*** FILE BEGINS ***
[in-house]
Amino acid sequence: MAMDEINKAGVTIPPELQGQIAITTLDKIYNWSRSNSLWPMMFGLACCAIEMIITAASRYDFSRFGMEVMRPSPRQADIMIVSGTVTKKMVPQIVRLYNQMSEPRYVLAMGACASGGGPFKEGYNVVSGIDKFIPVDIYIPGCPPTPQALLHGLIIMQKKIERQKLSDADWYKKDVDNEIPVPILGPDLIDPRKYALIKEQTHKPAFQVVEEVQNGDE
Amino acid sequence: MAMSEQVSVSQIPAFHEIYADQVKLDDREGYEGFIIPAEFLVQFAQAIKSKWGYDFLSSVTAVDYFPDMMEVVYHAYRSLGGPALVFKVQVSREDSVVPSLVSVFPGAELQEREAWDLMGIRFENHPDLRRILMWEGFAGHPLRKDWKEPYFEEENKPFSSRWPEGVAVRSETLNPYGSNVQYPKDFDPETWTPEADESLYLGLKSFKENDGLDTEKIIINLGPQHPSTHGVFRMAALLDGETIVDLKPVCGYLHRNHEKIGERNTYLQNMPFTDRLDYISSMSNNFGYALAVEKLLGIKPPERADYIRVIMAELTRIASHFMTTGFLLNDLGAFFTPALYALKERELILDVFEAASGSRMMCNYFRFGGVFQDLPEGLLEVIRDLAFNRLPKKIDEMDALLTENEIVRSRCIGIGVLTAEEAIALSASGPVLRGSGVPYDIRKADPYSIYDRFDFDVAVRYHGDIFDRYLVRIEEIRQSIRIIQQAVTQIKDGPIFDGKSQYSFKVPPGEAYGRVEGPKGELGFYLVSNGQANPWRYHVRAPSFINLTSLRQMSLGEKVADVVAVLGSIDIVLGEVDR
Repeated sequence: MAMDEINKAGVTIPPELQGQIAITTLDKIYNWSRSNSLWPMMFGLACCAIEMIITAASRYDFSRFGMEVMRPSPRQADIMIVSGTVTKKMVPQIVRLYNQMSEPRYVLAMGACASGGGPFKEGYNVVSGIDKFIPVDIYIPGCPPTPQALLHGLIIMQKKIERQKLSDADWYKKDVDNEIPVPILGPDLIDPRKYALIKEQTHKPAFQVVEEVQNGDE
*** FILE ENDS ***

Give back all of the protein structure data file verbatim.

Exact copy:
[in-house]
Amino acid sequence: MAMDEINKAGVTIPPELQGQIAITTLDKIYNWSRSNSLWPMMFGLACCAIEMIITAASRYDFSRFGMEVMRPSPRQADIMIVSGTVTKKMVPQIVRLYNQMSEPRYVLAMGACASGGGPFKEGYNVVSGIDKFIPVDIYIPGCPPTPQALLHGLIIMQKKIERQKLSDADWYKKDVDNEIPVPILGPDLIDPRKYALIKEQTHKPAFQVVEEVQNGDE
Amino acid sequence: MAMSEQVSVSQIPAFHEIYADQVKLDDREGYEGFIIPAEFLVQFAQAIKSKWGYDFLSSVTAVDYFPDMMEVVYHAYRSLGGPALVFKVQVSREDSVVPSLVSVFPGAELQEREAWDLMGIRFENHPDLRRILMWEGFAGHPLRKDWKEPYFEEENKPFSSRWPEGVAVRSETLNPYGSNVQYPKDFDPETWTPEADESLYLGLKSFKENDGLDTEKIIINLGPQHPSTHGVFRMAALLDGETIVDLKPVCGYLHRNHEKIGERNTYLQNMPFTDRLDYISSMSNNFGYALAVEKLLGIKPPERADYIRVIMAELTRIASHFMTTGFLLNDLGAFFTPALYALKERELILDVFEAASGSRMMCNYFRFGGVFQDLPEGLLEVIRDLAFNRLPKKIDEMDALLTENEIVRSRCIGIGVLTAEEAIALSASGPVLRGSGVPYDIRKADPYSIYDRFDFDVAVRYHGDIFDRYLVRIEEIRQSIRIIQQAVTQIKDGPIFDGKSQYSFKVPPGEAYGRVEGPKGELGFYLVSNGQANPWRYHVRAPSFINLTSLRQMSLGEKVADVVAVLGSIDIVLGEVDR
Repeated sequence: MAMDEINKAGVTIPPELQGQIAITTLDKIYNWSRSNSLWPMMFGLACCAIEMIITAASRYDFSRFGMEVMRPSPRQADIMIVSGTVTKKMVPQIVRLYNQMSEPRYVLAMGACASGGGPFKEGYNVVSGIDKFIPVDIYIPGCPPTPQALLHGLIIMQKKIERQKLSDADWYKKDVDNEIPVPILGPDLIDPRKYALIKEQTHKPAFQVVEEVQNGDE